One is seen as a person of learning only when one speaks in English, even though most of the time the language that is spoken is not idiomatic, often idiotic, ungrammatical, and largely a transposition of the idioms, phrases, meanings, and nuances of the mother tongue of the speaker. Mannerisms of regional affectations are transplanted into the English speech and what comes out is an unending spree of a volley of words which signify almost nothing to the listener, particularly if the listener is a native speaker.

Every language reflects culture, literature, and popular forms of culture like music, film, and folklore of the native community. Often when one learns a language as the ‘other’ tongue, one is not given the context or the culture of the language. This happens mainly because to learn a language in all its contexts, one needs a much longer time. Such time is not available to a person, who is learning a language out of some necessity. It could be for work or for education. This time-bound learning prevents one from going into the nuances of a language and hence what is easily acquired through the family and culture and what is handed down over successive generations regarding the knowledge of mother tongue is unavailable when learning an ‘other’ tongue. That is why one sees this strange phenomenon. A person born and brought up in a non-native country knows details about one’s tradition and folklore much better than the person born and brought up in the native country. This is primarily because of the obsession with learning an ‘other’ language and culture.

In the Indian context, the root cause of such a phenomenon is the millennia-old slavery that has seeped into the marrows of Indians. There is enough evidence, both in neurology and psychology, to prove that a child picks up on the subtleties of learning a language and also learns to distinguish one’s mother tongue from the ‘other’ tongues at a very early age, primarily due to the natal influence of the mother. Many linguists believe that if one can learn one’s mother tongue properly, one can master other languages at a much faster pace and with much greater expertise. Researchers on language acquisition of a child believe that the child learns one’s mother tongue easily and quickly as an infant as compared to ‘other’ tongues. So, the very process of language learning can be highly developed in a child only if she or he learns the mother tongue first. Any child can learn more than one language from the infancy. However, if the child is taught the mother tongue along with the other languages and also with increased emphasis and priority, that child learns all the languages at an amazing pace and with surprising ability.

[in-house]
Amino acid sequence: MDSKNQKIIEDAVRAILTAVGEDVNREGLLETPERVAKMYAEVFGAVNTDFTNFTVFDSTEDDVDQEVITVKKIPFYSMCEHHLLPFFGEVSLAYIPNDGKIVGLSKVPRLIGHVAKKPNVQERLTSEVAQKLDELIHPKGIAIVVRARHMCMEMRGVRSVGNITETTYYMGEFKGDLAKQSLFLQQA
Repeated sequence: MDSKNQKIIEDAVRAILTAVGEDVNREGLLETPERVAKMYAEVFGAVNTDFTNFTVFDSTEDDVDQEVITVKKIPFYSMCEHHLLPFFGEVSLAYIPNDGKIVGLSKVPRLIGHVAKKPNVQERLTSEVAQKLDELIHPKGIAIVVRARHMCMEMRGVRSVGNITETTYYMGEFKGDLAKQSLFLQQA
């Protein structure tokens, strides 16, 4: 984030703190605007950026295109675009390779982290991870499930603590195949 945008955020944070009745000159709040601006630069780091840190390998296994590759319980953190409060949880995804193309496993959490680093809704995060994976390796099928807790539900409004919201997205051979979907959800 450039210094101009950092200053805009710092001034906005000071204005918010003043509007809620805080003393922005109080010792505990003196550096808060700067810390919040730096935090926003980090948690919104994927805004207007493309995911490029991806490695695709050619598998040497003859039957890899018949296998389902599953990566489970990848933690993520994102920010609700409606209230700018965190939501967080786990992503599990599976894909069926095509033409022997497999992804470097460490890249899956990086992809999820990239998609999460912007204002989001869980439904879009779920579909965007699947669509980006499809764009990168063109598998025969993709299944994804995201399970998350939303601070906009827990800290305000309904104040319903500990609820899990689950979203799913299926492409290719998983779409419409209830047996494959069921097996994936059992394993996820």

Though we all should become multilingual, it is imperative that one has a working knowledge of our mother tongues, the only way that our neural networks and minds would cooperate fully with our tongues so that we virtually become master players of the tongue!

Author is Editor Prabuddha Bharata

To read all articles by Author 

This article was first published in the May 2018 issue of Prabuddha Bharata, monthly journal of The Ramakrishna Order started by Swami Vivekananda in 1896. This article is courtesy and copyright Prabuddha Bharata. I have been reading the Prabuddha Bharata for years and found it enlightening. Cost is Rs 180/ for one year, Rs 475/ for three years, Rs 2100/ for twenty years. To know more http://advaitaashrama.org/pbSubscription